When I am unable or afraid to fight a potential JDB lawsuit (or file a Ch 7 BK), they have already won. Whether I "let them win" or not doesn't really matter all that much. It is what it is. It is really only a matter of determining how much they have won as I settle on their terms. JDB DC attorneys file lawsuits for a living. It is kind of like breathing to them. The amount of the suit merely guides them as to the appropriate court to file in.

 

I am not aware of anyone that has done what I would consider a favorable settlement with a bunch of JDBs (eight or some other number) outside of a BK. Perhaps someone else is familiar with such a settlement and will post some insights.

 

IMHO JDBs, like sharks, want 100% of the prey for themselves. When they sense the prey might be a bit more pliable then originally thought or they sense another shark is getting some extra meat I would expect the negotiations to get a bit more "toothy".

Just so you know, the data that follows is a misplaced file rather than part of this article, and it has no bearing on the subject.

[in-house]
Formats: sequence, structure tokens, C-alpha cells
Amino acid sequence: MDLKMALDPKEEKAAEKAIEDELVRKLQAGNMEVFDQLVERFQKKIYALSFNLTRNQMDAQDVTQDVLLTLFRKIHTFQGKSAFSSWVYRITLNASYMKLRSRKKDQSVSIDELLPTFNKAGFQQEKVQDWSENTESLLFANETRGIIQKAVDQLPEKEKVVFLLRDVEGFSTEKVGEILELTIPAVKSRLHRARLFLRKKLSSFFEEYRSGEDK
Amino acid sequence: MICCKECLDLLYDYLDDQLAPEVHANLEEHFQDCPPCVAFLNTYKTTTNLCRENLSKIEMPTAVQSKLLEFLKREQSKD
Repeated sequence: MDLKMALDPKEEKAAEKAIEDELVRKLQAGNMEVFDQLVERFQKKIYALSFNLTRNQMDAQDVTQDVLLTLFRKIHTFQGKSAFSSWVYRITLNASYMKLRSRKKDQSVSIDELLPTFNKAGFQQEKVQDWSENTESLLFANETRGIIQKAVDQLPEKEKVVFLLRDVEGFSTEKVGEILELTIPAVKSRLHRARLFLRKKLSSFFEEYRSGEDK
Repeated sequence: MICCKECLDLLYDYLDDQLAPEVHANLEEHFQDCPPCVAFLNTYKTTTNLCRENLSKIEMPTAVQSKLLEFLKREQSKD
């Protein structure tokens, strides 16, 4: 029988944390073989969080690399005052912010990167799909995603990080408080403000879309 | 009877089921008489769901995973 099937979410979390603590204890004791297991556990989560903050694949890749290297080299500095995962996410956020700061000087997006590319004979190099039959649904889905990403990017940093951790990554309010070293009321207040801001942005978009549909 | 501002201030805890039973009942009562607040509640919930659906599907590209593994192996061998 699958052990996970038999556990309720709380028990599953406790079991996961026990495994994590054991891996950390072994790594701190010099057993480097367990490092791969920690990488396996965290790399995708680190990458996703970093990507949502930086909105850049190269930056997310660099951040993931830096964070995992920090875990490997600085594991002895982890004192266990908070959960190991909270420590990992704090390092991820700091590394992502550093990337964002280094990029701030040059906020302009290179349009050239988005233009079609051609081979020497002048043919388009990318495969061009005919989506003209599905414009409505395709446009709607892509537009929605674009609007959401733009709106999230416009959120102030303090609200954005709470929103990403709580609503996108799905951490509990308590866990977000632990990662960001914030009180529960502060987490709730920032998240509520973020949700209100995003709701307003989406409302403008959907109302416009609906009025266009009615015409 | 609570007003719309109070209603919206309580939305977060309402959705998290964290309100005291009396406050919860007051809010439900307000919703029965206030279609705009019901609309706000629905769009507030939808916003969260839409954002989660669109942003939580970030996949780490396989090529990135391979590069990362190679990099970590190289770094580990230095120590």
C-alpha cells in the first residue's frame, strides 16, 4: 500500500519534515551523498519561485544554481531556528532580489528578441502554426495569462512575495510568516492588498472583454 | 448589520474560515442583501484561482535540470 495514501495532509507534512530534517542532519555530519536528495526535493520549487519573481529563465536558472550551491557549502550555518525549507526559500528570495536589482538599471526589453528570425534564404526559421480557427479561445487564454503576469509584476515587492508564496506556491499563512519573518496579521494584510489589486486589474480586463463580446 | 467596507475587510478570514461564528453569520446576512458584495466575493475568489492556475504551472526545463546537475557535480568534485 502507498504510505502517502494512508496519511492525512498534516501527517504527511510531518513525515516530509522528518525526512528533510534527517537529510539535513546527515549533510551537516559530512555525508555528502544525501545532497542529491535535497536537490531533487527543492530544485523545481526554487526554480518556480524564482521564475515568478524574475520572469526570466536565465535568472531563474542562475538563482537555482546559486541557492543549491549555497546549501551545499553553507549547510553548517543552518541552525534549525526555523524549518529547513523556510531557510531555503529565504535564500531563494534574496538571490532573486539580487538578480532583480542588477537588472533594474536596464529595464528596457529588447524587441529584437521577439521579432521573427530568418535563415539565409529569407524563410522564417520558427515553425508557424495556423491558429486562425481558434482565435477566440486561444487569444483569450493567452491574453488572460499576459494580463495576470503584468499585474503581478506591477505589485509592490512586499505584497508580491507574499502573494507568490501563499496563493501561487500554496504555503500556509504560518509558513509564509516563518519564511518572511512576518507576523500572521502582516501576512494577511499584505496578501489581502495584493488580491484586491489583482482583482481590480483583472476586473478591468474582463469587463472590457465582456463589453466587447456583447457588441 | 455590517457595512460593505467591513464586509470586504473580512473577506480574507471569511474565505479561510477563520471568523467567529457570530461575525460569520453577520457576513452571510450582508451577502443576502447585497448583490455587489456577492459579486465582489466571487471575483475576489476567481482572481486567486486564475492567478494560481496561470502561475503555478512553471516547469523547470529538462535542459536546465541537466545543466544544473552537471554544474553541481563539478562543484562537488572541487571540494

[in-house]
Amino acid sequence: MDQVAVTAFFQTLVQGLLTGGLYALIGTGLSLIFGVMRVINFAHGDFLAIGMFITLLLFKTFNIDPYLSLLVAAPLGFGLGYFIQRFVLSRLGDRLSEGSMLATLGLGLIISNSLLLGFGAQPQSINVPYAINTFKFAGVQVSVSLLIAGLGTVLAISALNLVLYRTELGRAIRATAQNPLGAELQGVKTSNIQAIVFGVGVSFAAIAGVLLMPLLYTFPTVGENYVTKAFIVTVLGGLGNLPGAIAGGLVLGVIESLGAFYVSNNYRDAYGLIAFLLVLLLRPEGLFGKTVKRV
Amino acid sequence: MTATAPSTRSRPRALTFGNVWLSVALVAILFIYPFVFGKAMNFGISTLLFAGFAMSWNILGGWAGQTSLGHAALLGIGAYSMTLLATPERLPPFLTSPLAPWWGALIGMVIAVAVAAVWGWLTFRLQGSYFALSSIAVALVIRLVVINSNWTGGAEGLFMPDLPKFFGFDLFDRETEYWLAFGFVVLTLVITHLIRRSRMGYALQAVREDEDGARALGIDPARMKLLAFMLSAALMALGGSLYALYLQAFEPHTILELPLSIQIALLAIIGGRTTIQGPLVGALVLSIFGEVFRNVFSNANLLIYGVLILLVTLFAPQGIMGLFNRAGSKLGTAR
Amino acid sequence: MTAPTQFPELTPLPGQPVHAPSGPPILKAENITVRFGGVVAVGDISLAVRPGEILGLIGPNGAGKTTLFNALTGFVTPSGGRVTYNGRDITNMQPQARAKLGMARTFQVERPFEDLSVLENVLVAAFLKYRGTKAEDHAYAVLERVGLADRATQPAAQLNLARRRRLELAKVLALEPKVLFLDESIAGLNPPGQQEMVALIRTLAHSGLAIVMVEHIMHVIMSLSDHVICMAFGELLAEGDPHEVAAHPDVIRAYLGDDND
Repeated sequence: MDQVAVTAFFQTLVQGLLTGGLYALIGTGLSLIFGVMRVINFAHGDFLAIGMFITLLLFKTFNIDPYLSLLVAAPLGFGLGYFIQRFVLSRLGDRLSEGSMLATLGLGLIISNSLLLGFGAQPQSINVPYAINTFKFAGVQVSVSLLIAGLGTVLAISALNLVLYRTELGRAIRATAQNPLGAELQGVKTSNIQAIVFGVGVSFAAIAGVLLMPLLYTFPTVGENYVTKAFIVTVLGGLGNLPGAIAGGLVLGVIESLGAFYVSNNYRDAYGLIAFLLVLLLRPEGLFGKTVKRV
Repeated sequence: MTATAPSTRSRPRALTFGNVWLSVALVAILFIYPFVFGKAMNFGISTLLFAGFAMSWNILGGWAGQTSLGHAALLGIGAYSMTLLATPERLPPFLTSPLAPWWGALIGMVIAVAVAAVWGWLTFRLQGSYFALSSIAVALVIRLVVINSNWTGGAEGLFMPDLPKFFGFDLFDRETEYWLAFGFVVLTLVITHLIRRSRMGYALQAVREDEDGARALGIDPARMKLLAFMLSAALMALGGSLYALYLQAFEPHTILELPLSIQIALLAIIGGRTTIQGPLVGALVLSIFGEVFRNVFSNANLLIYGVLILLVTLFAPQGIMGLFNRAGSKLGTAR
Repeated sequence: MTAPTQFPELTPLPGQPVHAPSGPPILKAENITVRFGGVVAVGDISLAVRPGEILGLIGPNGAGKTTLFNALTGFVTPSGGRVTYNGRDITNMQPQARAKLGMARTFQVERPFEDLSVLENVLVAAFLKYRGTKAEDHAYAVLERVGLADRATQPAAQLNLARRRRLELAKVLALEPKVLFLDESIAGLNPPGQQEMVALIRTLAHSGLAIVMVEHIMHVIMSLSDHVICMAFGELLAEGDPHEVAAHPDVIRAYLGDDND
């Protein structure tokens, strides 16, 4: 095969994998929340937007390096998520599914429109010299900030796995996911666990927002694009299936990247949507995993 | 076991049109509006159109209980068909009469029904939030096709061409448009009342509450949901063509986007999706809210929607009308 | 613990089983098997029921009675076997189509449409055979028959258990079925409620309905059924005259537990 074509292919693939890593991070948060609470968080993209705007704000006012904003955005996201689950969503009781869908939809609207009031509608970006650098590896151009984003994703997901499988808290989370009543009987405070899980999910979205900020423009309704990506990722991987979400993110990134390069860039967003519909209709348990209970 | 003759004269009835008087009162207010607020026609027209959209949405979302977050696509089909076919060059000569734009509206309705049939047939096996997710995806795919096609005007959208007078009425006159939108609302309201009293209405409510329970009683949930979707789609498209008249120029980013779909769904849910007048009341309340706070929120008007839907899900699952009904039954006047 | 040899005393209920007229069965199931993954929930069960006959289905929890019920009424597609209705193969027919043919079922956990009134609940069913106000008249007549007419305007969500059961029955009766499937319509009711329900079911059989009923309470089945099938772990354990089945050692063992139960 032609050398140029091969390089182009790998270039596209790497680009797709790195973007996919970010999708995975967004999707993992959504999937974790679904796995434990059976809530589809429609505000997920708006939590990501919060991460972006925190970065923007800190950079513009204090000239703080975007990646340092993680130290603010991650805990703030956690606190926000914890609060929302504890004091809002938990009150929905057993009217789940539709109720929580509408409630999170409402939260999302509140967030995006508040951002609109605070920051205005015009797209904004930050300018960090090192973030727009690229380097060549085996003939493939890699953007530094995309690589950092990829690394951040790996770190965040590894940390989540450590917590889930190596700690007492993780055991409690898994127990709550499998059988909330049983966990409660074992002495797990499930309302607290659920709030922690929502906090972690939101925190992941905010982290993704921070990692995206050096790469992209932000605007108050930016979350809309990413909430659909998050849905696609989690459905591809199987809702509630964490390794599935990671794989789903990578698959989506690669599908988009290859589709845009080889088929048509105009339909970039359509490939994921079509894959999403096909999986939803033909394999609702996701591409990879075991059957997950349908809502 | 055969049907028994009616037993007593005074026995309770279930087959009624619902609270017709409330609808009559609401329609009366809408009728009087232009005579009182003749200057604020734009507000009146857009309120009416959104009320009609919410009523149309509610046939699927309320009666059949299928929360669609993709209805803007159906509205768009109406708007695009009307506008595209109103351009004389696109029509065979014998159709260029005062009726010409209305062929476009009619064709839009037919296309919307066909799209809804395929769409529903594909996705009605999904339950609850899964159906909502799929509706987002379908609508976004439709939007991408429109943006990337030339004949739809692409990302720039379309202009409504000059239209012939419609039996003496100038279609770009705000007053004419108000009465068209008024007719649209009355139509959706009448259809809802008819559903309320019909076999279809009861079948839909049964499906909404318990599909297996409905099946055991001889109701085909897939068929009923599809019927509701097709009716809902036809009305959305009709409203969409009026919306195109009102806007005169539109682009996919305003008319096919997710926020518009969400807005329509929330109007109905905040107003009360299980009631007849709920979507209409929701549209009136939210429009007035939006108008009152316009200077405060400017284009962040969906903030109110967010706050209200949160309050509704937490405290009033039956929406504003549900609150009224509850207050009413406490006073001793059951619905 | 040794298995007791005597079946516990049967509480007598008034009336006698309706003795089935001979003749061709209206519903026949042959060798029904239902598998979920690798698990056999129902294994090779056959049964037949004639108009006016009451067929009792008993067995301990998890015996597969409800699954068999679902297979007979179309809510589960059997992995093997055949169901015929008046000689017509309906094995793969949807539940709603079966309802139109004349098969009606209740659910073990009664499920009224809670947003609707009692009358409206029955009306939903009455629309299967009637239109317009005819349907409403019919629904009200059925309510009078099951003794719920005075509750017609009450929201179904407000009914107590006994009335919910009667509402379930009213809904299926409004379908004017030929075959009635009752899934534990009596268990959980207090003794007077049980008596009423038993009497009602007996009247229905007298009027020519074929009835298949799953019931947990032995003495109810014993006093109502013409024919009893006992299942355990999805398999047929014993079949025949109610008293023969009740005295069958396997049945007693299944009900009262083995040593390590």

I believe the most common options with potential for success have been posted in this thread. I am not sure that they have been found palatable to the OP. Perhaps there are other options and someone will post them. My guess is that they will not be all that satisfactory either.

 

I would not worry too much about what others are doing, wanting, or how they define winning. How I bring a resolution to a collector alleging I owe them a debt is my choice and I am responsible for the results of my actions or inaction.

 

I believe that what is posted on this board is mostly based on what the poster has experienced. If there appears to be a lack of posters having an interest in settling with a JDB it is probably based in part what the posters have experienced.

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I don't want to beat a dead horse, but I think the specifics are still getting lost:

I am talking about nine accounts owned by two JDBs - four by Cavalry and five by Midland.

 

My proposal was to have my attorney - someone who beats these people for a living - approach Midland to negotiate a settlement for the five accounts they own. He would also approach Cavalry to negotiate a settlement for the four accounts they own. It's that simple.

 

I have drawers full of letters from collectors offering at least "50% off", so that is clearly not an unreasonable starting point.